“It’s become a very creative space,” said Xydous. “Some airlines do things that are very tongue-in-cheek, and others have really inspirational messages. I can see a place for all of them, but for us it was important for our first video out of the gate to really be a tribute to Canada.”

The video is very much aligned with Air Canada’s brand image, eschewing humour and silliness in favour of earnestness and letting Canada’s natural beauty—from the wheat fields of Saskatchewan, to the seaside cliffs of Newfoundland & Labrador’s Gros Morne National Park— do the talking.

While the video is designed to deliver a more engaging onboard experience for its customers, it has also been positively received on Air Canada’s social channels. The YouTube version has amassed more than 25,000 views since debuting on June 23, and even the notoriously toxic comments section is filled with praise.

“It’s the kind of reaction you hope to get from a brand spot,” said Xydous. “It’s not necessarily [an attempt] to build the brand through a safety video, but the reaction is for sure a win for the brand side of the business.”

But Xydous says it’s important for the videos to strike the right balance between being entertaining and informational. “If people are paying more attention to it because it’s entertaining, it’s a win because you’re able to better communicate your safety instructions,” he said. “But at the same time, it’s not this thing that people feel they have to [begrudgingly] sit through.”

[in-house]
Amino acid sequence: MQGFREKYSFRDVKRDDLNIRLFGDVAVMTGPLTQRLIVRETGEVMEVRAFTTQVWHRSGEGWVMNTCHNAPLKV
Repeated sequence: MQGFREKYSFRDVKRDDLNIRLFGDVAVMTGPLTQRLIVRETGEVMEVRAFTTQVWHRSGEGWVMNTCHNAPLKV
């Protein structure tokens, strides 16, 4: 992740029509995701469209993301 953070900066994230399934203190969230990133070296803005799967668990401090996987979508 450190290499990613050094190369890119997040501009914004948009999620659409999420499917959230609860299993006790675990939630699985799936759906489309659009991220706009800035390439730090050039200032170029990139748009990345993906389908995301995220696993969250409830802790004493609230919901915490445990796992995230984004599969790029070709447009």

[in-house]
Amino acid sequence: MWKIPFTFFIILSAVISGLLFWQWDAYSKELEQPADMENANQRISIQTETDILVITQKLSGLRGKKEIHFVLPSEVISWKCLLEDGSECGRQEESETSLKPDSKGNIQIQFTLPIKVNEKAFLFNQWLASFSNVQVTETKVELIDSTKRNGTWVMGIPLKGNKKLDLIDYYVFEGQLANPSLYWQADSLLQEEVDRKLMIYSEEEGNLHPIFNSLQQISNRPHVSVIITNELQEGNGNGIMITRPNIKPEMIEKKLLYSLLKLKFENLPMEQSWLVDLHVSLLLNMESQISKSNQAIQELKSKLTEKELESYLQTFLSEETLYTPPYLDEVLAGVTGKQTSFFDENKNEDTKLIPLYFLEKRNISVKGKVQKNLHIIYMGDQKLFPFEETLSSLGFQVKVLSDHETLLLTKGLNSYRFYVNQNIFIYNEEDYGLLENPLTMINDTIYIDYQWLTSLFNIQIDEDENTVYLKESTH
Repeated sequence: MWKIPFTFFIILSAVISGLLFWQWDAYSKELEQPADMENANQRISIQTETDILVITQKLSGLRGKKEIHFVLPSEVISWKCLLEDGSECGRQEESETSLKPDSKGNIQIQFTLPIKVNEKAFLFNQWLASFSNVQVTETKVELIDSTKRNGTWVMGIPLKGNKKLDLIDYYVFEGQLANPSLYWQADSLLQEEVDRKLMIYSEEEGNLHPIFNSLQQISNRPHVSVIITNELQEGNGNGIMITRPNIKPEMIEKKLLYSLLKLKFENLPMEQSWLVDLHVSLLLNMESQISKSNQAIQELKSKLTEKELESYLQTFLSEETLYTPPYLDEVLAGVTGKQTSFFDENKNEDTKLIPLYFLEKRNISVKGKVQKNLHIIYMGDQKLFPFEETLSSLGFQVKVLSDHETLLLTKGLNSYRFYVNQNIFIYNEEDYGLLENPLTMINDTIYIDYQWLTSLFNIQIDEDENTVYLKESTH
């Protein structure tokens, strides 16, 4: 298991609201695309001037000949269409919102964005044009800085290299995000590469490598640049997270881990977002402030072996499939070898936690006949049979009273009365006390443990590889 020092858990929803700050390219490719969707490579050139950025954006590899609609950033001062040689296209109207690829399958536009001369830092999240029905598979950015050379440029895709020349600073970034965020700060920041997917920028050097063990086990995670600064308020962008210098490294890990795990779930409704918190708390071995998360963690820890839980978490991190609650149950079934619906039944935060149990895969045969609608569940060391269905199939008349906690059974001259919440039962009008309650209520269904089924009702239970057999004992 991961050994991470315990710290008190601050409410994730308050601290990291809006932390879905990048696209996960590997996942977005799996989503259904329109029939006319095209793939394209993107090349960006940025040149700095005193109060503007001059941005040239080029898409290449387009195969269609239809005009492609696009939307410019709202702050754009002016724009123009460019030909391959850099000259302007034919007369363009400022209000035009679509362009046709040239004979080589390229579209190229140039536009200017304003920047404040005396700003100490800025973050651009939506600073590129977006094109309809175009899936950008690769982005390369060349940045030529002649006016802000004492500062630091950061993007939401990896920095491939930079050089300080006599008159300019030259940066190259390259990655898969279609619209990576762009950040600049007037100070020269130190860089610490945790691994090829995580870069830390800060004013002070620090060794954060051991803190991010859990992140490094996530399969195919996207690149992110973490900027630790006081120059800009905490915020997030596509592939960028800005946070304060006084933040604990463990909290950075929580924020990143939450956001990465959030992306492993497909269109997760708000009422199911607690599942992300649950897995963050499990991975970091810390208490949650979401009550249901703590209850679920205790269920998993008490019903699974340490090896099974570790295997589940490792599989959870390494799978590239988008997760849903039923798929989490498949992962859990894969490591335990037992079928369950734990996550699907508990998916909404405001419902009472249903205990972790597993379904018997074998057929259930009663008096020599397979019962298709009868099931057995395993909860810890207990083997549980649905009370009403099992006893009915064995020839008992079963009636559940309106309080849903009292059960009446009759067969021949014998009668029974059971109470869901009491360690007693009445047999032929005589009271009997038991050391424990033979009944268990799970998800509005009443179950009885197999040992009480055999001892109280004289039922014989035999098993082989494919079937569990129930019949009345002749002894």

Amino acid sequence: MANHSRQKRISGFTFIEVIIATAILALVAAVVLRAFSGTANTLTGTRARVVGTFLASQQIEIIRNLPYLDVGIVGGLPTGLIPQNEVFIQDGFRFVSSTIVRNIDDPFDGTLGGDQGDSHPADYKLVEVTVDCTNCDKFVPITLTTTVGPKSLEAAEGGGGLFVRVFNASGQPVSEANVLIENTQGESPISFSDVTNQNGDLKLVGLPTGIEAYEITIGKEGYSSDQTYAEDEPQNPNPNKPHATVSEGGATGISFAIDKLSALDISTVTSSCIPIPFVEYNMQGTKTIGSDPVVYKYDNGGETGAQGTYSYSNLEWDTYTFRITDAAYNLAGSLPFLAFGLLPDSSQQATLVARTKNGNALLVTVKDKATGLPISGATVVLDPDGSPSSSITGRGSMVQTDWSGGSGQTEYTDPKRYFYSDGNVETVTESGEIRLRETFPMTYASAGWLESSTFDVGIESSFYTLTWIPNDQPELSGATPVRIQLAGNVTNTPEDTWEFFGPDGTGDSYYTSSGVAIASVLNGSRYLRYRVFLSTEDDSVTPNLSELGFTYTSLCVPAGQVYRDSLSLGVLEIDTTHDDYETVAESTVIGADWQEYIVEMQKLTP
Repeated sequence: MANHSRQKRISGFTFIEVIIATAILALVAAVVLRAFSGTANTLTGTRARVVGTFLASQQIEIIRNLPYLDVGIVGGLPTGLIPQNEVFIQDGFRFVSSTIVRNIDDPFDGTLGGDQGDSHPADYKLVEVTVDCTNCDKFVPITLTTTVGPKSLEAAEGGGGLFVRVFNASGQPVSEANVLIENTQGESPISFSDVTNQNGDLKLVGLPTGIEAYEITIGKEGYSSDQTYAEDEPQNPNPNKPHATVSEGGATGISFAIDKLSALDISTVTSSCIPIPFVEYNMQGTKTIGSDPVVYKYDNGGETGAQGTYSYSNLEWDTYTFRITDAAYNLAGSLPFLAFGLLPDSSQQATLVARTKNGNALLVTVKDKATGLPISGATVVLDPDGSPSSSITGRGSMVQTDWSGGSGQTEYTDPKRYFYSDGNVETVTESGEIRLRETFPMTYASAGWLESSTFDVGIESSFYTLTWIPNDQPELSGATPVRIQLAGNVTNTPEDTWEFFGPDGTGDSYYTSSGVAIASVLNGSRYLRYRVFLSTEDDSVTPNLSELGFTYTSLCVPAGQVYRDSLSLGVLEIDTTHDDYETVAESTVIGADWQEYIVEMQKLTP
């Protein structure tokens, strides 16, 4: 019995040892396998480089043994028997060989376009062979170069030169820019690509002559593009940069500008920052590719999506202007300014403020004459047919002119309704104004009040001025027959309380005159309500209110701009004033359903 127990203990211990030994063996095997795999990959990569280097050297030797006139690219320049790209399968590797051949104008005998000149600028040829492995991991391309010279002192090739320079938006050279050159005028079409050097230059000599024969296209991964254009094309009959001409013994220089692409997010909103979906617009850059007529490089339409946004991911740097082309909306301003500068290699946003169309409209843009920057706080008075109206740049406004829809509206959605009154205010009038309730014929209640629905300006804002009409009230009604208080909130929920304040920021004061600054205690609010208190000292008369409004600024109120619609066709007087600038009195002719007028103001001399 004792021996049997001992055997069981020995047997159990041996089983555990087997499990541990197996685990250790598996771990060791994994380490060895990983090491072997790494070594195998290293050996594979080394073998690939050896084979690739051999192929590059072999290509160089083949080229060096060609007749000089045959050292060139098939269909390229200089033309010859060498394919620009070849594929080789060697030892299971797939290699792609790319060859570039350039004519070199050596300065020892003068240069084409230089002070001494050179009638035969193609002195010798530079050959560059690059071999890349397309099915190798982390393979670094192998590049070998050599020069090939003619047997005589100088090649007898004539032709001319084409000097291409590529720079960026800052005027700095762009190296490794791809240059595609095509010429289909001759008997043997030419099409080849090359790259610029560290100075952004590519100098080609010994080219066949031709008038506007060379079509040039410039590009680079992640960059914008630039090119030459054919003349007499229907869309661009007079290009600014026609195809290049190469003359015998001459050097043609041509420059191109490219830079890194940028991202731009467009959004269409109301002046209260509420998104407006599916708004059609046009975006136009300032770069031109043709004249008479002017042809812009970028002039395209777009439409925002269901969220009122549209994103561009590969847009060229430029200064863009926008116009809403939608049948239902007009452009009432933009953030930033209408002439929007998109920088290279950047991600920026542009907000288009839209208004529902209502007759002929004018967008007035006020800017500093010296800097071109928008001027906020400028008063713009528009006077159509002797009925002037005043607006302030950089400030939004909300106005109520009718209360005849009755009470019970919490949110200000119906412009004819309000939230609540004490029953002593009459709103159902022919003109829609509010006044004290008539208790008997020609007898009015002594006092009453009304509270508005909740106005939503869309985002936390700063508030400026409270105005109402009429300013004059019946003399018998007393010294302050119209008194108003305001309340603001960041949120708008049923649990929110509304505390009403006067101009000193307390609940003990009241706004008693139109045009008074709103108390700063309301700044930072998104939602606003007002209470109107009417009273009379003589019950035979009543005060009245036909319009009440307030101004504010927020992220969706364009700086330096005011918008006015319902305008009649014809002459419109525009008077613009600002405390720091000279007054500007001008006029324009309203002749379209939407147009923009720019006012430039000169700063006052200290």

The video comes as the airlines begin to slowly re-open routes after the travel industry was crippled by Covid. “It’s a good piece for us to be rebooting travel and getting back out there,” said Xydous. “It just felt like the right moment to be launching this and celebrating returning to travel. It feels like we’re turning the corner.”

The safety video was added to some Air Canada aircraft this week, with the full rollout expected to be complete across the entire fleet by July 1.

Xydou acknowledged that the more than seven-year interlude between videos was too much, and said he hopes to begin rolling them out on more frequent basis. “We’re viewing them almost as an additional channel for us to speak to our consumers,” he said.

Some airlines have wrapped their safety videos around events or sponsorships, and Air Canada’s status as a Canadian Olympic Committee sponsor could provide a potential avenue of exploration, said Xydous. “We won’t be doing it for these Games…but four years from now I could see us considering the safety video as part of our storytelling,” he said.

Chris Powell